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AnyEvent::Task(3)     User Contributed Perl Documentation    AnyEvent::Task(3)

       AnyEvent::Task -	Client/server-based asynchronous worker	pool

	   use AnyEvent::Task::Server;
	   use Authen::Passphrase::BlowfishCrypt;

	   my $dev_urandom;
	   my $server =	AnyEvent::Task::Server->new(
			  listen => ['unix/', '/tmp/anyevent-task.socket'],
			  setup	=> sub {
			    open($dev_urandom, "/dev/urandom") || die "open urandom: $!";
			  interface => {
			    hash => sub	{
			      my ($plaintext) =	@_;
			      read($dev_urandom, my $salt, 16) == 16 ||	die "bad read from urandom";
			      return Authen::Passphrase::BlowfishCrypt->new(cost => 10,
									    salt => $salt,
									    passphrase => $plaintext)

			    verify => sub {
			      my ($crypted, $plaintext)	= @_;
			      return Authen::Passphrase::BlowfishCrypt->from_crypt($crypted)

	   $server->run; # or AE::cv->recv

	   use AnyEvent::Task::Client;

	   my $client =	AnyEvent::Task::Client->new(
			  connect => ['unix/', '/tmp/anyevent-task.socket'],

	   my $checkout	= $client->checkout( timeout =>	5, );

	   my $cv = AE::cv;

	     sub {
	       my ($checkout, $crypted)	= @_;

	       print "Hashed password is $crypted\n";

	       $checkout->verify($crypted, 'secret',
		 sub {
		   my ($checkout, $result) = @_;
		   print "Verify result	is $result\n";


	   Hashed password is $2a$10$NwTOwxmTlG0Lk8YZMT29/uysC9RiZX4jtWCx.deBbb2evRjCq6ovi
	   Verify result is 1

	   use AnyEvent::Task::Server;
	   use DBI;

	   my $dbh;

	     listen => ['unix/', '/tmp/anyevent-task.socket'],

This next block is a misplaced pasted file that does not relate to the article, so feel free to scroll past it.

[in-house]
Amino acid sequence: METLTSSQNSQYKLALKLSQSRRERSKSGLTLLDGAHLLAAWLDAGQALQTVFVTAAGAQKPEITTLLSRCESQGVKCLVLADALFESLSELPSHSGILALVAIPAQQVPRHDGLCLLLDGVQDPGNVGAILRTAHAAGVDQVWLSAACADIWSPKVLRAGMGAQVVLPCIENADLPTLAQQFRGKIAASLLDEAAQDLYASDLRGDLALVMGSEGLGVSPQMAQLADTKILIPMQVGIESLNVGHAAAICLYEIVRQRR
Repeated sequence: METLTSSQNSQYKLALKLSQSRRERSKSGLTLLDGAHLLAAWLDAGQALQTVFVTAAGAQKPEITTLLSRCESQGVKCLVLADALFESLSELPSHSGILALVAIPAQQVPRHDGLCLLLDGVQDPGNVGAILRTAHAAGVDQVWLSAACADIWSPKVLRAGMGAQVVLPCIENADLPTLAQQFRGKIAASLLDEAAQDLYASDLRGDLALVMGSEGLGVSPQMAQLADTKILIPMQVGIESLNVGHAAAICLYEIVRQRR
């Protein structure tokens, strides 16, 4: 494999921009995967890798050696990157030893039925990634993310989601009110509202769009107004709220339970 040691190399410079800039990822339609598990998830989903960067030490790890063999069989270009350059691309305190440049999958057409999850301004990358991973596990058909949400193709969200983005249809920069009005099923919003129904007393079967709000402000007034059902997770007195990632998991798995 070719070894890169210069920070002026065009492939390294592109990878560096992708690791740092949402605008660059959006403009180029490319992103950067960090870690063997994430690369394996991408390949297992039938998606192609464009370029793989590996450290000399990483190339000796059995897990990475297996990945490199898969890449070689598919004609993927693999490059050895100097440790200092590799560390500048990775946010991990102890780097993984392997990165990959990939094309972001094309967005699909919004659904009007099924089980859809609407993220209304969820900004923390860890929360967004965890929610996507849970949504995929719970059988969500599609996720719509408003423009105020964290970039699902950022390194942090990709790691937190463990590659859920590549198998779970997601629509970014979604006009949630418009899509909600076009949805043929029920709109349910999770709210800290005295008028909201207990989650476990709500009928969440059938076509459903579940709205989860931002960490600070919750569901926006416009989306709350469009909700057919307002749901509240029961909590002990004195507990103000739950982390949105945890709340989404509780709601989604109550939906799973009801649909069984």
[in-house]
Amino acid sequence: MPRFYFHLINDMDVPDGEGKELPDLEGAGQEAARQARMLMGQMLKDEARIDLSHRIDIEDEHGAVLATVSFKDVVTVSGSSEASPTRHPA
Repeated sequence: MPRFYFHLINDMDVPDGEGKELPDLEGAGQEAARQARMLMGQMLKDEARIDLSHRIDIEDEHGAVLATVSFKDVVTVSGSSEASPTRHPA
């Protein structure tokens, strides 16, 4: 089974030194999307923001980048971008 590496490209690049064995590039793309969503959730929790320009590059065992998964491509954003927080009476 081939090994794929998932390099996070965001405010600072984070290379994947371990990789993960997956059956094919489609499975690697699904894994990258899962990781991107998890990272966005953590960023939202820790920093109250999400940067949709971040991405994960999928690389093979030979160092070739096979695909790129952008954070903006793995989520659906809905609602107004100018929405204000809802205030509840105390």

setup => sub {
	       $dbh = DBI->connect("dbi:SQLite:dbname=/tmp/junk.sqlite3","","",{ RaiseError => 1, });
	     interface => sub {
	       my ($method, @args) = @_;

	   use AnyEvent::Task::Client;

	   my $client =	AnyEvent::Task::Client->new(
			  connect => ['unix/', '/tmp/anyevent-task.socket'],

	   my $dbh = $client->checkout;

	   my $cv = AE::cv;

	   $dbh->do(q{ CREATE TABLE user(username TEXT PRIMARY KEY, email TEXT); },
	     sub { });

	   ## Requests will queue up on	the checkout and execute in order:

	   $dbh->do(q{ INSERT INTO user	(username, email) VALUES (?, ?)	},
		    undef, 'jimmy',
	     sub { });

	   $dbh->selectrow_hashref(q{ SELECT * FROM user }, sub	{
	     my	($dbh, $user) =	@_;
	     print "username: $user->{username}, email:	$user->{email}\n";


	   username: jimmy, email:

       The synopses make this module look much more complicated	than it
       actually	is. In a nutshell, a synchronous worker	process	is forked off
       by a server whenever a client asks for one. The client keeps as many of
       these workers around as it wants	and delegates tasks to them

       Another way of saying that is that AnyEvent::Task is a pre-fork-on-
       demand server (AnyEvent::Task::Server) combined with a persistent
       worker-pooled client (AnyEvent::Task::Client).

       The examples in the synopses are	complete stand-alone programs. Run the
       server in one window and	the client in another. The server will remain
       running but the client will exit	after printing its output. Typically
       the "client" programs would be embedded in a server program such	as a

       Note that the client examples don't implement error checking (see the
       "ERROR HANDLING"	section).

       A server	is started with	"AnyEvent::Task::Server->new". This